Singularity: Human AI to superhuman

Robin Hanson (
Fri, 18 Sep 1998 10:33:11 -0700

>> Eliezer S. Yudkowsky seems to be the only person here willing to defend
> ^^^^
>I object to the implication that I'm fighting a lone cause.

I meant no such implication.

>There are many others, not-surprisingly including AIers (like
>Moravec), and nanotechnologists (like Drexler), and others who actually deal
>in the technology of transcendence, who are also Strong Singularitarians. In
>fact, I can't think offhand of a major SI-technologist who's heard of the
>Strong Singularity but prefers the Soft.

Is it clear they mean the same thing by "strong singularity"? And if so many people agree, why can I find no published (i.e., subject to editorial review) coherent analysis in favor of explosive growth?

>> "explosive growth," by which I mean sudden very rapid world economic growth.
>I don't know or care about "very rapid world economic growth". I think that
>specific, concrete things will happen, i.e. the creation of superintelligence
>operating at a billion times a human's raw power, ...

But it's not clear what "X times human power" means. We already have machines this much faster than humans at arithmetic. It seems to me that the important measure of intelligence is its ability to solve real problems, and the natural measure of this is the income such thinkers can command. If you reject this, you need to propose some substitute.

Even if you do this, there is also the question of *when* you say this will happen. Most people would accept it may happen within a billion years, but you seem to be saying more. Economic growth rates seem to me a natural "when" measure, but if you reject this, you need a substitute.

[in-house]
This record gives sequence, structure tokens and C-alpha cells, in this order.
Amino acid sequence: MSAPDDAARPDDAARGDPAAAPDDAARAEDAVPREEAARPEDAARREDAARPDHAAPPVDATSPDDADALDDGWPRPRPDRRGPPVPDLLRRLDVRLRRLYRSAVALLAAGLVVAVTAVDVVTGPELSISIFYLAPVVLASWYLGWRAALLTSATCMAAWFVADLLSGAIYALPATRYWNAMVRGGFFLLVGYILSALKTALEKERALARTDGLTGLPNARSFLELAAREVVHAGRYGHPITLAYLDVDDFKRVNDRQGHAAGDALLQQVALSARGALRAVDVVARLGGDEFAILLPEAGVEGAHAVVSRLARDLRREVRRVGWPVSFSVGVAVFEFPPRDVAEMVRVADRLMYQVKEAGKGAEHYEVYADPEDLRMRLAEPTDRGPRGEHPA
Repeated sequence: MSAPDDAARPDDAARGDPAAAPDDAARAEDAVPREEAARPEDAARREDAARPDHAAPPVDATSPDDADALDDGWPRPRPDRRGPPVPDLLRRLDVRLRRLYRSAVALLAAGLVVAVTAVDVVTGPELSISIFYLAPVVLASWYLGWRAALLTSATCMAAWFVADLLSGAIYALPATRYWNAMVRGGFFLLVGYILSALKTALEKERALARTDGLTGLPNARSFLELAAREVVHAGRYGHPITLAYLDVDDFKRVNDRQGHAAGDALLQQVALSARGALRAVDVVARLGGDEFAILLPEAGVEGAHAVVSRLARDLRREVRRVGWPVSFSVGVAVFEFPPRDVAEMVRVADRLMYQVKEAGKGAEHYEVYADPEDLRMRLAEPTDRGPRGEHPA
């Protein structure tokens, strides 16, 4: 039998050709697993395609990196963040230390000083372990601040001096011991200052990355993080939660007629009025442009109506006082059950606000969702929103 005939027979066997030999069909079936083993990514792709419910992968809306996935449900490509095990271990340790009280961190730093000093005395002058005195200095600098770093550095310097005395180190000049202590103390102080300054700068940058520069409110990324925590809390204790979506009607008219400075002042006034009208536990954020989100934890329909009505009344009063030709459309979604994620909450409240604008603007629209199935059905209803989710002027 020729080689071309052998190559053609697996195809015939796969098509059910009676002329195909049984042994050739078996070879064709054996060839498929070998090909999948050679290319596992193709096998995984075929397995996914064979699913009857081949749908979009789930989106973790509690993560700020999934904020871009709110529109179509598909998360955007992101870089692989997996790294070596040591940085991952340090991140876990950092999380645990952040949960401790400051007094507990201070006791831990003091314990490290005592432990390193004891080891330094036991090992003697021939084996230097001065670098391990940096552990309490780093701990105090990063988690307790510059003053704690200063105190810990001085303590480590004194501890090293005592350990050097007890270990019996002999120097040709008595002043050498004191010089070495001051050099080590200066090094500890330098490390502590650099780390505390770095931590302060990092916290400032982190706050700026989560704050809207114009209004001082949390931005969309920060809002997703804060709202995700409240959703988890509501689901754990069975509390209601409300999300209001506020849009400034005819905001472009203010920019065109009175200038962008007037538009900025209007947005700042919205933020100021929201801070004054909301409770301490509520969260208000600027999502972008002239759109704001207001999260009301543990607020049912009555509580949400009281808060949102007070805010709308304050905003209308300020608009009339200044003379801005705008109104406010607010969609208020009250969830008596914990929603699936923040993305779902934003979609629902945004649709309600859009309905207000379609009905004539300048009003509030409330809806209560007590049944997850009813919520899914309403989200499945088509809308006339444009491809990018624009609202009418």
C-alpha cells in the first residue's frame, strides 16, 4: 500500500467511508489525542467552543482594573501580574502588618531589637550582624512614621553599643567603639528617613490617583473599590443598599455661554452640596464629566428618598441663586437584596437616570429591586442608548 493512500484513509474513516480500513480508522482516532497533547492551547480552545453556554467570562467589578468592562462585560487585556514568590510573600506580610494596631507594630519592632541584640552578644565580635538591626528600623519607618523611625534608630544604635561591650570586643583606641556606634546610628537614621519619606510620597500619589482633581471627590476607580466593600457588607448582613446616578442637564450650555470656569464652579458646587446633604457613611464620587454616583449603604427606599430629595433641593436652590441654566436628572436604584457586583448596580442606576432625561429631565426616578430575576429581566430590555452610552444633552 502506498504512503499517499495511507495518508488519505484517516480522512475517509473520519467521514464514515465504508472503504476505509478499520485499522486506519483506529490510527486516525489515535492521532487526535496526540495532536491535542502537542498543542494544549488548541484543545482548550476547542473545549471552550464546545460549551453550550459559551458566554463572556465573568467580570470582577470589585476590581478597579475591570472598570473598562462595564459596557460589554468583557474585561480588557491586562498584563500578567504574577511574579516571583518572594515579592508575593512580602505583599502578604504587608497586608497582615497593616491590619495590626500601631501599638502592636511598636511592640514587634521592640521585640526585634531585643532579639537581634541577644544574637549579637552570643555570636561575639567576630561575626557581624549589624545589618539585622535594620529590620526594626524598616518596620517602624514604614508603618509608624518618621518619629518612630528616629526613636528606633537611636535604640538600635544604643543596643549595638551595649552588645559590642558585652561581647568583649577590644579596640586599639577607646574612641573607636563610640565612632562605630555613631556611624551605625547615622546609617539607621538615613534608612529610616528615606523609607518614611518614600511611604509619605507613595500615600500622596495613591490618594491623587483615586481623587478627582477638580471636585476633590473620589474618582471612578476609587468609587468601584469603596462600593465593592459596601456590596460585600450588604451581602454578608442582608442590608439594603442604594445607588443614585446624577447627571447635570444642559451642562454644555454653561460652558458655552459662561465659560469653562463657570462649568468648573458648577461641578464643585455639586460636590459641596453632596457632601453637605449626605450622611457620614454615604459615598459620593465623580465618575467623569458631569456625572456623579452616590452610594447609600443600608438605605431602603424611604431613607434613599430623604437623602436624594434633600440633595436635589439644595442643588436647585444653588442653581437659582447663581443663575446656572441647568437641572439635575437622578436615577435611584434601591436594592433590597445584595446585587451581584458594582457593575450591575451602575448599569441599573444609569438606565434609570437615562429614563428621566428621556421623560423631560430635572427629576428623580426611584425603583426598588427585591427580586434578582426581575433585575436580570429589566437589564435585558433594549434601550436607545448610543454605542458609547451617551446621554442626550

>> So I'd like to see what his best argument is for this.
>Arguments AGAINST a Singularity generally use the following assumptions:

Until the claim is clarified, and at least one argument offered for it, there is no need to consider arguments against it.

>Arguments FOR a Singularity usually require some, but not all, of the
>following assumptions: ...
>* There exists at least one fast-infrastructure technology, such as
>nanotechnology, which is capable of manufacturing massive computer power in a
>short time.
>* Intelligence above a certain level can rapidly improve itself or design a
>successor, using self-sustaining increments of optimization or fast infrastructure.
>... (Many of these arguments are technical, rather than philosophical, which is as
>it should be.)

To make a technical argument, you need to make "short time", "rapidly", and "self-sustaining" more precise.

>> If no analogies are relevant, and so this is all theory driven, can the theory
>> be stated concisely? If not, where did you get the theory you use? Does
>> anyone else use it, and what can be its empirical support, if analogies are
>> irrelevant?
>The _hypothesis_ can be stated concisely: Transhuman intelligence will move
>through a very fast trajectory from O(5X) human intelligence to nanotechnology
>and billions of times human intelligence. The valid reasons for believing
>this to be the most probable hypothesis are accessible only through technical
>knowledge, as is usually the case.

I think you will find I have sufficient technical background to understand whatever reasons you may offer. I have skimmed through a lot of your web pages, including , but find the closest you get to an analysis of times/speeds is in which I will respond to in my next post.

Robin Hanson RWJF Health Policy Scholar, Sch. of Public Health 510-643-1884 140 Warren Hall, UC Berkeley, CA 94720-7360 FAX: 510-643-8614